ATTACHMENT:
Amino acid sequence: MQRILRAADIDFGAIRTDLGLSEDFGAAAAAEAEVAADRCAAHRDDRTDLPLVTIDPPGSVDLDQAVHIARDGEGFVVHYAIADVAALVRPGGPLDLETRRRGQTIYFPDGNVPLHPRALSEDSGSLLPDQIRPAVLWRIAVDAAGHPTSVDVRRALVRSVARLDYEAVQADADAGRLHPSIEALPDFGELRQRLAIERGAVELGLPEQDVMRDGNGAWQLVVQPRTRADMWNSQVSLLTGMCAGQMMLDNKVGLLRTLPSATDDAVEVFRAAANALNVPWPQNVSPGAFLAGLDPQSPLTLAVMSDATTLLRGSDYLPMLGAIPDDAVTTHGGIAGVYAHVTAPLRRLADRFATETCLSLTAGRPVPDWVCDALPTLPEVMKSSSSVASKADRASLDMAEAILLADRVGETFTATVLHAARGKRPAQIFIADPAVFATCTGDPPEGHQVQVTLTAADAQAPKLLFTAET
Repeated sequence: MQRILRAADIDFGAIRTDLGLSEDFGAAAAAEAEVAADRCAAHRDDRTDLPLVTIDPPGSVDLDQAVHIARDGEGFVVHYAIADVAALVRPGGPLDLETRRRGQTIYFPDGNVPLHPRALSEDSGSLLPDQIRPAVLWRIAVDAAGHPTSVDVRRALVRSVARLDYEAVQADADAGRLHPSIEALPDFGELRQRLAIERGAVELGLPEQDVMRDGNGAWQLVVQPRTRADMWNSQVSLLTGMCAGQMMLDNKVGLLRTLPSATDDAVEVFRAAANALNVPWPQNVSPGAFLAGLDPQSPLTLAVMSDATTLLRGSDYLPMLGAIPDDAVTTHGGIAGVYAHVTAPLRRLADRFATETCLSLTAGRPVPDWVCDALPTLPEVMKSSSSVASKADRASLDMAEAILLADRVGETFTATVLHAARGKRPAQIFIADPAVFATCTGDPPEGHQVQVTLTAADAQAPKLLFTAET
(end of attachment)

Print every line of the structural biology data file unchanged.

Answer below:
Amino acid sequence: MQRILRAADIDFGAIRTDLGLSEDFGAAAAAEAEVAADRCAAHRDDRTDLPLVTIDPPGSVDLDQAVHIARDGEGFVVHYAIADVAALVRPGGPLDLETRRRGQTIYFPDGNVPLHPRALSEDSGSLLPDQIRPAVLWRIAVDAAGHPTSVDVRRALVRSVARLDYEAVQADADAGRLHPSIEALPDFGELRQRLAIERGAVELGLPEQDVMRDGNGAWQLVVQPRTRADMWNSQVSLLTGMCAGQMMLDNKVGLLRTLPSATDDAVEVFRAAANALNVPWPQNVSPGAFLAGLDPQSPLTLAVMSDATTLLRGSDYLPMLGAIPDDAVTTHGGIAGVYAHVTAPLRRLADRFATETCLSLTAGRPVPDWVCDALPTLPEVMKSSSSVASKADRASLDMAEAILLADRVGETFTATVLHAARGKRPAQIFIADPAVFATCTGDPPEGHQVQVTLTAADAQAPKLLFTAET
Repeated sequence: MQRILRAADIDFGAIRTDLGLSEDFGAAAAAEAEVAADRCAAHRDDRTDLPLVTIDPPGSVDLDQAVHIARDGEGFVVHYAIADVAALVRPGGPLDLETRRRGQTIYFPDGNVPLHPRALSEDSGSLLPDQIRPAVLWRIAVDAAGHPTSVDVRRALVRSVARLDYEAVQADADAGRLHPSIEALPDFGELRQRLAIERGAVELGLPEQDVMRDGNGAWQLVVQPRTRADMWNSQVSLLTGMCAGQMMLDNKVGLLRTLPSATDDAVEVFRAAANALNVPWPQNVSPGAFLAGLDPQSPLTLAVMSDATTLLRGSDYLPMLGAIPDDAVTTHGGIAGVYAHVTAPLRRLADRFATETCLSLTAGRPVPDWVCDALPTLPEVMKSSSSVASKADRASLDMAEAILLADRVGETFTATVLHAARGKRPAQIFIADPAVFATCTGDPPEGHQVQVTLTAADAQAPKLLFTAET